Monday is the 60th anniversary of the 1963 March on Washington and the famous “I have a Dream” speech by the Rev. Martin Luther King Jr. On Saturday, thousands of people gathered on the National Mall to hear speeches by King’s son and other civil rights leaders who said the country remains riven by racial inequality and violence. “If I could speak to my grandfather today, I would say I’m sorry we still have to be here to rededicate ourselves to finishing your work and ultimately realizing your dream,” said Yolanda King, 15.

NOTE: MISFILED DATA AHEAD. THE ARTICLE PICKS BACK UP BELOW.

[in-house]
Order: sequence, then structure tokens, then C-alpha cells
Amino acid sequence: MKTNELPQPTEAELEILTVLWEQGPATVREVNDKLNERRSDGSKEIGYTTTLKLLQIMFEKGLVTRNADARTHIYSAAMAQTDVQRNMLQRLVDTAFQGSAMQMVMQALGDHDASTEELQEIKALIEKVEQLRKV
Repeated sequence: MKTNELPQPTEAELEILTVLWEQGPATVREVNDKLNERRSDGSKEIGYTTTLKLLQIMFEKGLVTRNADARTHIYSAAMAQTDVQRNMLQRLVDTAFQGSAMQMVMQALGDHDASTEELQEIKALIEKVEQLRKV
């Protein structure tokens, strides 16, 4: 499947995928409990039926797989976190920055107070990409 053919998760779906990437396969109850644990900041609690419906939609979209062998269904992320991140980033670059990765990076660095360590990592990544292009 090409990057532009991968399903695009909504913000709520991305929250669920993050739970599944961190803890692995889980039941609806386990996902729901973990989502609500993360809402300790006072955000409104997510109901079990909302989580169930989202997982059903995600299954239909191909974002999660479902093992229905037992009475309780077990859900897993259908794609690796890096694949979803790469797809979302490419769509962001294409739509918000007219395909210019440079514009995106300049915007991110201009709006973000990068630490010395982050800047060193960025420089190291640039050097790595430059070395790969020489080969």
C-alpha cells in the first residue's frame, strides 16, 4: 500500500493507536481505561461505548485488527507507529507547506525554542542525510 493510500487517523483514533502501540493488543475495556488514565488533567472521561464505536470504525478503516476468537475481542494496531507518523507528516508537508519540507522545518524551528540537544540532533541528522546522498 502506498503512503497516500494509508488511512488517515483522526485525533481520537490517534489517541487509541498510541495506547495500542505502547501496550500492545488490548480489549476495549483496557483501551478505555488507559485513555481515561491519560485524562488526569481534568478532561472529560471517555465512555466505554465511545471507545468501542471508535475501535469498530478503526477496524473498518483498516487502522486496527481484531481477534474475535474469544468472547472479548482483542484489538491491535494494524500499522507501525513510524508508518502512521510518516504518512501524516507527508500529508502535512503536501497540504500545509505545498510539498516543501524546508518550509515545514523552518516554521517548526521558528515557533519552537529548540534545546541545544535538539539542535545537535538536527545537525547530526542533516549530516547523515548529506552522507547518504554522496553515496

Class discussion: What civil rights progress followed the King’s March on Washington? What recent setbacks has the movement suffered? Do you think we are moving forward or backward in achieving the racial and economic equality that those 250,000 marchers were seeking 60 years ago? Does increased white supremacist and anti-Semitic rhetoric and violence worry you? Can we achieve King’s dream “that one day this nation will rise up and live out the true meaning of its creed: We hold these truths to be self-evident, that all men are created equal?”